Cancer cells are addicts and, thanks to new research, we are now a step closer to preventing them getting their next fix and even, potentially, stopping them in their tracks.
It has long been known that rapidly dividing tumour cells have a prodigious appetite for sugar, in the form of glucose, to fuel their runaway growth. That predilection has been exploited to detect tumours, which preferentially take up a radio-labelled glucose analogue that lights up on a nuclear scan.
The logical next step is a tantalising one: starve the tumour cells of glucose and you might just bring the big C to its knees.
Not so fast. While glucose is targeted in some cancer treatments, healthy cells also use it as fuel, and so a blanket approach of glucose deprivation can hurt them, too. Hence the search for a selective means of robbing cancer cells of their precious nutrient.
Research led by Koji Itahana, from the Cancer and Stem Cell Biology Program at Duke-NUS Medical School in Singapore, published in Science Signaling, offers up two promising new targets for that endeavour.
Leveraging the fact that some cancers are more sensitive to glucose denial than others, the team isolated a line of cancer cells that succumbed to glucose starvation within just 10 hours. Switching focus to their more robust counterparts, they found cells able to resist the enforced famine maintained higher levels of intracellular glucose.
The researchers showed, for the first time, those tiny amounts of glucose had a signalling function which prevented calcium influx and a cascade of molecular changes culminating in cell death.
Both types of cells were then subjected to a two-pronged attack with STF-31, a compound that inhibits glucose transport into cells, and thapsigargin, which ramps up the level of calcium in cells. Cells that had that extra glucose in the tank shrugged off the assault, while those that held more meagre reserves went to the wall.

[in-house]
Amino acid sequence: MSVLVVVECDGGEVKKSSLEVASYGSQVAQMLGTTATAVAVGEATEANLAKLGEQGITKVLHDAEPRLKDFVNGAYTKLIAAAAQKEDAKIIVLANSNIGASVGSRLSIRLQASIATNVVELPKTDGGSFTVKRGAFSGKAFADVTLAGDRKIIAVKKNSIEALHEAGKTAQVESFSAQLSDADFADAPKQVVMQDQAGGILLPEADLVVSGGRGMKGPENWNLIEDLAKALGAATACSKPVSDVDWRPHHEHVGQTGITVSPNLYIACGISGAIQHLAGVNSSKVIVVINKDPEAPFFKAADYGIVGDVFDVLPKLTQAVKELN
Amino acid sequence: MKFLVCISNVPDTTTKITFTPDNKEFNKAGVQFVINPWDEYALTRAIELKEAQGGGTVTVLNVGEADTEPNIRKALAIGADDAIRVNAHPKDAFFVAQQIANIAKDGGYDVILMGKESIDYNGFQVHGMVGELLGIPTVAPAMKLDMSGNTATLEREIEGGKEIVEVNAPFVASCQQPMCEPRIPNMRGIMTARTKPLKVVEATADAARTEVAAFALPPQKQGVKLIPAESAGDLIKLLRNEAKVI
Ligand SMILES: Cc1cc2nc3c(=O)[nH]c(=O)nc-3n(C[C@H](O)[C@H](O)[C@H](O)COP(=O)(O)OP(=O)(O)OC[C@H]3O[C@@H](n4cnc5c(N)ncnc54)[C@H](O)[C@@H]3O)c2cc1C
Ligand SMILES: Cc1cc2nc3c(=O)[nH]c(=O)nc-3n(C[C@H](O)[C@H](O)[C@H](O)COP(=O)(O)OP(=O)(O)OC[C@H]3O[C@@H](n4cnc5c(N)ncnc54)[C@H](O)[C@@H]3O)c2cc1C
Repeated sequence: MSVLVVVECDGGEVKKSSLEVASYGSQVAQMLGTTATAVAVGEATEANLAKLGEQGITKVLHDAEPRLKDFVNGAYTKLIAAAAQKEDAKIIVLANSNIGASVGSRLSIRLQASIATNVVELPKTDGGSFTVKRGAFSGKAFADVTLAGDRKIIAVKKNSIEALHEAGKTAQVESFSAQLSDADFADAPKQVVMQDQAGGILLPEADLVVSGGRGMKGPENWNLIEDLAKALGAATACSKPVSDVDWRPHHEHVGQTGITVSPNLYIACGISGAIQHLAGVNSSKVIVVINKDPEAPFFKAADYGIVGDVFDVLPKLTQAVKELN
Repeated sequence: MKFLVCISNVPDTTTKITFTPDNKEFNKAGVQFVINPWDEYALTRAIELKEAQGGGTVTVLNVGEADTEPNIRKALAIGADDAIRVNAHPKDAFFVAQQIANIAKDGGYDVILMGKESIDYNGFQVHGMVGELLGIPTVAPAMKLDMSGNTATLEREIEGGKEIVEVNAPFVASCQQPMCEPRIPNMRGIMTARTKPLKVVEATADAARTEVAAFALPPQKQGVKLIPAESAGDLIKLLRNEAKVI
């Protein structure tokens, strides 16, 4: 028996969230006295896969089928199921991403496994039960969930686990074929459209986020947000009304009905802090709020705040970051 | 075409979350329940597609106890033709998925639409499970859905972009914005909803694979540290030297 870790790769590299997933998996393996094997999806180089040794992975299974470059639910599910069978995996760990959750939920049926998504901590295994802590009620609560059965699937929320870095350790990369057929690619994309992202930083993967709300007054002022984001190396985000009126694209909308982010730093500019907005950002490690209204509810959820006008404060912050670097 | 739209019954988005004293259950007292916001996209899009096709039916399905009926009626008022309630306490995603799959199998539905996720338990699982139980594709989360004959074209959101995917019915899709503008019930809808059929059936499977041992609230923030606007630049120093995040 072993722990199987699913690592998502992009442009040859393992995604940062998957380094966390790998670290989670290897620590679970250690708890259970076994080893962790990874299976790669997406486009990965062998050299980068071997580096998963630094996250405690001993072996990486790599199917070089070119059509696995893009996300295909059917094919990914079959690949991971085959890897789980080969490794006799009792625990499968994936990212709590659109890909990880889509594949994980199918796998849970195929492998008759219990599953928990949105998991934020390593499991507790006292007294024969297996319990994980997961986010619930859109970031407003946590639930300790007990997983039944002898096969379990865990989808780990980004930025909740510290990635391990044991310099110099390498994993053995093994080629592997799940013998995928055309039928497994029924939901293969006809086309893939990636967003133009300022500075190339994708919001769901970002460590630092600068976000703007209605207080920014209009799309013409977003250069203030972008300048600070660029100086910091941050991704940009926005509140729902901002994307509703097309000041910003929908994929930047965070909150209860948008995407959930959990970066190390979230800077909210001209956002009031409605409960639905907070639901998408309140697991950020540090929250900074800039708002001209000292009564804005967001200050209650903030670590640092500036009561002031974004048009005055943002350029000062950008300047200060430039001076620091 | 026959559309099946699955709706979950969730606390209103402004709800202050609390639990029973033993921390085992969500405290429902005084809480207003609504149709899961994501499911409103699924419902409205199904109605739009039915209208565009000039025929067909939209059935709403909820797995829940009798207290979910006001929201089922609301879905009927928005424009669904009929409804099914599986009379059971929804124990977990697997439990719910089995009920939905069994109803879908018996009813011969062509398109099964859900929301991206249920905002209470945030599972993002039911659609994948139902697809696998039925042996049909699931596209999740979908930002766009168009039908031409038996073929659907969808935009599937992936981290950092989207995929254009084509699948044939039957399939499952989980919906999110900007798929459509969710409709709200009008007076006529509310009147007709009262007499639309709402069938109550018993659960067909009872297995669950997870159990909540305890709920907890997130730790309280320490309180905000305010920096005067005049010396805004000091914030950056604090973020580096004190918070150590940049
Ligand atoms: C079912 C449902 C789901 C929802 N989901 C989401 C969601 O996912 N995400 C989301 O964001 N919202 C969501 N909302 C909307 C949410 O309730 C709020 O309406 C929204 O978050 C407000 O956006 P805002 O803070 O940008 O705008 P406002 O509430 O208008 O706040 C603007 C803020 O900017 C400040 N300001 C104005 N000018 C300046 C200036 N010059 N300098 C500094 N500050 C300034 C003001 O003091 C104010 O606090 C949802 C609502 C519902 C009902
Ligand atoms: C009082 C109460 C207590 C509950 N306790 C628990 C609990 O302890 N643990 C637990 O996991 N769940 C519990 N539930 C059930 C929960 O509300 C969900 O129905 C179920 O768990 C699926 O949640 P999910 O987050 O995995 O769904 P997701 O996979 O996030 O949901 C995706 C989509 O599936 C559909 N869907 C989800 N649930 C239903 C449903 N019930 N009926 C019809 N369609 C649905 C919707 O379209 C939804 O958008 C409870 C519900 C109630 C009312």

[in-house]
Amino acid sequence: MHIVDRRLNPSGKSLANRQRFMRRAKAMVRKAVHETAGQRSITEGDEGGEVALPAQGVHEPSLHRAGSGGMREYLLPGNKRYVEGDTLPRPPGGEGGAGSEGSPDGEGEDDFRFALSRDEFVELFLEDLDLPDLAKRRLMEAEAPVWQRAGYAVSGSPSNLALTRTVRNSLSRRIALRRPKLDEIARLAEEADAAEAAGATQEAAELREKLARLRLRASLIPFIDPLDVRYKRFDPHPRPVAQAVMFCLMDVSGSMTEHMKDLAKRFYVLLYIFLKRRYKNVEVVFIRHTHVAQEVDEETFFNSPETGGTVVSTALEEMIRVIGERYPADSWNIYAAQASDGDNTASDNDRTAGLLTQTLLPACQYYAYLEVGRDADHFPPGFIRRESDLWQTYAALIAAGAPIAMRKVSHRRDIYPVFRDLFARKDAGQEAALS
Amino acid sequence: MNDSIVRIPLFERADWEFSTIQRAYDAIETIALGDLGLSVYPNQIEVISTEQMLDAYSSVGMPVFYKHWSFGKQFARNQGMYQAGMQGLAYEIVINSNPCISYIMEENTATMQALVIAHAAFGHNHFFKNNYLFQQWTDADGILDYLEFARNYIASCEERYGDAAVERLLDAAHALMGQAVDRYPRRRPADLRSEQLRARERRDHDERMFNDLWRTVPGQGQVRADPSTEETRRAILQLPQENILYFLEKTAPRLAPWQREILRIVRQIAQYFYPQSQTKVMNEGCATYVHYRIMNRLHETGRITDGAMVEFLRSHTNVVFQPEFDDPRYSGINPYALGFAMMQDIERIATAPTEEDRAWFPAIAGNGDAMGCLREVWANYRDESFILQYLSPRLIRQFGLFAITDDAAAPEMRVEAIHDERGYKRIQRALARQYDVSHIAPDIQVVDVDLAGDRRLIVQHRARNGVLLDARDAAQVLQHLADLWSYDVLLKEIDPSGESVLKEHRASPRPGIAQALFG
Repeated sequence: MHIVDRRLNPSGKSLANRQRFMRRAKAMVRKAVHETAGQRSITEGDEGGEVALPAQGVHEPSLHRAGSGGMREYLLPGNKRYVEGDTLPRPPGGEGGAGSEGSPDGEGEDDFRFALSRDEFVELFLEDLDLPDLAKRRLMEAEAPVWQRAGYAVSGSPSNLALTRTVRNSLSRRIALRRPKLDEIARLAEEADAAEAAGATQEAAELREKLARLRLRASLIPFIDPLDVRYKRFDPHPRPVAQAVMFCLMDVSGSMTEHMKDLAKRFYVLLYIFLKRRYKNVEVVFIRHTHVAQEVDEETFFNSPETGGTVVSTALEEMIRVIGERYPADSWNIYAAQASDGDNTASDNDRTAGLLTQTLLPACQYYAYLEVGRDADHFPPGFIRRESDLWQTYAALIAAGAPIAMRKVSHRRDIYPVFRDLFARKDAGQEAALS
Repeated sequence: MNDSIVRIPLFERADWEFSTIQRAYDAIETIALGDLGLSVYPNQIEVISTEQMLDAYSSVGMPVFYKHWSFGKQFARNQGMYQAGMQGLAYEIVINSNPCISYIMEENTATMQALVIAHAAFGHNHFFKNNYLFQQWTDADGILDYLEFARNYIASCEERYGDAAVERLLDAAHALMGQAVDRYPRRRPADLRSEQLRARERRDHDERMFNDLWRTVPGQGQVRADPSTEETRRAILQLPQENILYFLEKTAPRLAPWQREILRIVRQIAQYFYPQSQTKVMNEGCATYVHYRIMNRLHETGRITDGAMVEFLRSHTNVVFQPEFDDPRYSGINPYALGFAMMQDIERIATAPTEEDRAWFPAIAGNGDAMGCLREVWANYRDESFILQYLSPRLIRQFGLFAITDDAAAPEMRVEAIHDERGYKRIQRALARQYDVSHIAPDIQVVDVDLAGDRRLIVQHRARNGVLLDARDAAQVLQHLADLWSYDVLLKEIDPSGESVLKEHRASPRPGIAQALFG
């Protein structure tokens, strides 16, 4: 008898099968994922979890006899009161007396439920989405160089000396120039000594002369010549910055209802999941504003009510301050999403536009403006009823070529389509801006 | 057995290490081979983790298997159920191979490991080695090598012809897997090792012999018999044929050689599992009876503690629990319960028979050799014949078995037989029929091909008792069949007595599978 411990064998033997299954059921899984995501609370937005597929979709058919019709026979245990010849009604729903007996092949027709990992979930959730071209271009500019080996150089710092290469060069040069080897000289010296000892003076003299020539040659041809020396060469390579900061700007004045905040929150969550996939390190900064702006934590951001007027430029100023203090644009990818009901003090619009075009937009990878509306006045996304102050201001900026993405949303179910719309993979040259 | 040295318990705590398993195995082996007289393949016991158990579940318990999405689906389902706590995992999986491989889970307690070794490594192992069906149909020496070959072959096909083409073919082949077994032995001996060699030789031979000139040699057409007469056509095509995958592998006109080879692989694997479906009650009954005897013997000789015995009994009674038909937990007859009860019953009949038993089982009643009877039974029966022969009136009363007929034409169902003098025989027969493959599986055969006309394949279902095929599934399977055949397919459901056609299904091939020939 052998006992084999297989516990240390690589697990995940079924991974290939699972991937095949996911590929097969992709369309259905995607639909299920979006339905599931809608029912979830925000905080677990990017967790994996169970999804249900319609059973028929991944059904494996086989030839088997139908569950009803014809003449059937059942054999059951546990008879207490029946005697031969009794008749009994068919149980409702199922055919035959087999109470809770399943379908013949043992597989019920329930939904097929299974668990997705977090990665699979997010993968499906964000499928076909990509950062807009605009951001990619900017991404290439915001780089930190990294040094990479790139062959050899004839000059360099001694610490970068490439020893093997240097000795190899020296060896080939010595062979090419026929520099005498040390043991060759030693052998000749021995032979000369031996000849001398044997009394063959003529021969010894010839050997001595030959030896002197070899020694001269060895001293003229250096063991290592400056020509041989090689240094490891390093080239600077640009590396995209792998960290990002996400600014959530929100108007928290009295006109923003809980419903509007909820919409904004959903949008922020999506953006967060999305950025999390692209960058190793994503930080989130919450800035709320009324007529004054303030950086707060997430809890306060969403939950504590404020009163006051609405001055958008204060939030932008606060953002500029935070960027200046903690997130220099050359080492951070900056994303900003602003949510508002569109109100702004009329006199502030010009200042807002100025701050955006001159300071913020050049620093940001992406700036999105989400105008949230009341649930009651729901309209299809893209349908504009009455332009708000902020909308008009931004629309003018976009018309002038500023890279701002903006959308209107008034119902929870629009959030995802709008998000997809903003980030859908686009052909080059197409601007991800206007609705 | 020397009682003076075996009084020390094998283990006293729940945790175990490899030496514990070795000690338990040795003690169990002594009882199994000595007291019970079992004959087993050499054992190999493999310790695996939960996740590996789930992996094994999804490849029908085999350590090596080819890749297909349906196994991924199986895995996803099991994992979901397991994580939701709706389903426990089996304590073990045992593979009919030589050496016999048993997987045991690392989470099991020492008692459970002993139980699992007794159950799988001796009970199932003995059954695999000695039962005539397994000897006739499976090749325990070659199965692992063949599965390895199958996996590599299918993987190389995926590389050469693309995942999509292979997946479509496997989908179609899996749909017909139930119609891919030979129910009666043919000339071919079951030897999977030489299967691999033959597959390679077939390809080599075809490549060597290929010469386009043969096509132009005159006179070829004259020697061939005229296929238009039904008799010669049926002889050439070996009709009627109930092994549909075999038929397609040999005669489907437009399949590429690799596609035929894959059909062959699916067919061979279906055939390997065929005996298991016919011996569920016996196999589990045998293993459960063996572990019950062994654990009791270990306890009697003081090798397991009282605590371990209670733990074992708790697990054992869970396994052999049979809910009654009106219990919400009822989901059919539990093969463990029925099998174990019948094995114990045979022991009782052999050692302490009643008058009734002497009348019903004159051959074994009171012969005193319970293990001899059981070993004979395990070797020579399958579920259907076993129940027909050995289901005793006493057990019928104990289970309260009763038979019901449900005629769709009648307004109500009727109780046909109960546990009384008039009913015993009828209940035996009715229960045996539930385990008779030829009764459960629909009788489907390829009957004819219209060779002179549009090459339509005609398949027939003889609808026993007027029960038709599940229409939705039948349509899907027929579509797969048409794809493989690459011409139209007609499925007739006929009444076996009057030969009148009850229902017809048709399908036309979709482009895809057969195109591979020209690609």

Picking off those relatively depleted tumour cells could, the researchers say, be a winning strategy.
“Because these phenomena are not seen in normal/healthy cells, this inability of some tumours to maintain intracellular glucose levels could be an unappreciated Achilles’ heel that might be therapeutically targeted,” they write.
“A molecular signature of cancers with reduced ability to maintain intracellular glucose would help develop that strategy for clinical application.”
A team led by Hans Wandall, from the Department of Cellular and Molecular Medicine at the University of Copenhagen, has found that an enzyme responsible for attaching sugar to proteins in colon cells is overactive in gut cancer.
The findings suggest that when the enzyme, called GalNAc-T6, attaches sugars called glycans to bowel cells, it promotes cell adhesion and the formation of tubular structures characteristic of bowel cancer. That process, say the researchers, helps refine another target for cancer treatment.
“Glycans add an additional context layer that could help us create more specific interventions,” says Wandall.
These findings might prompt some to wonder if a low sugar “ketogenic” diet could help in cancer.
Australian experts have stressed that healthy cells are also starved of sugar, unhelpful for a body fighting disease, and that wily cancer cells will just break down fats to make sugar anyway.
Nonetheless, studies have investigated ketogenic diet as an adjuvant treatment in a range of cancers, including ovarian, breast, stomach, brain and lung. The results, however, are not encouraging.
A recent review lamented that studies of limited number, with less than rigorous design, “contribute to a poor overall quality of evidence and limit the ability to draw evidence-based conclusions.”
Paul Biegler is a philosopher, physician and Adjunct Research Fellow in Bioethics at Monash University. He received the 2012 Australasian Association of Philosophy Media Prize and his book The Ethical Treatment of Depression (MIT Press 2011) won the Australian Museum Eureka Prize for Research in Ethics.
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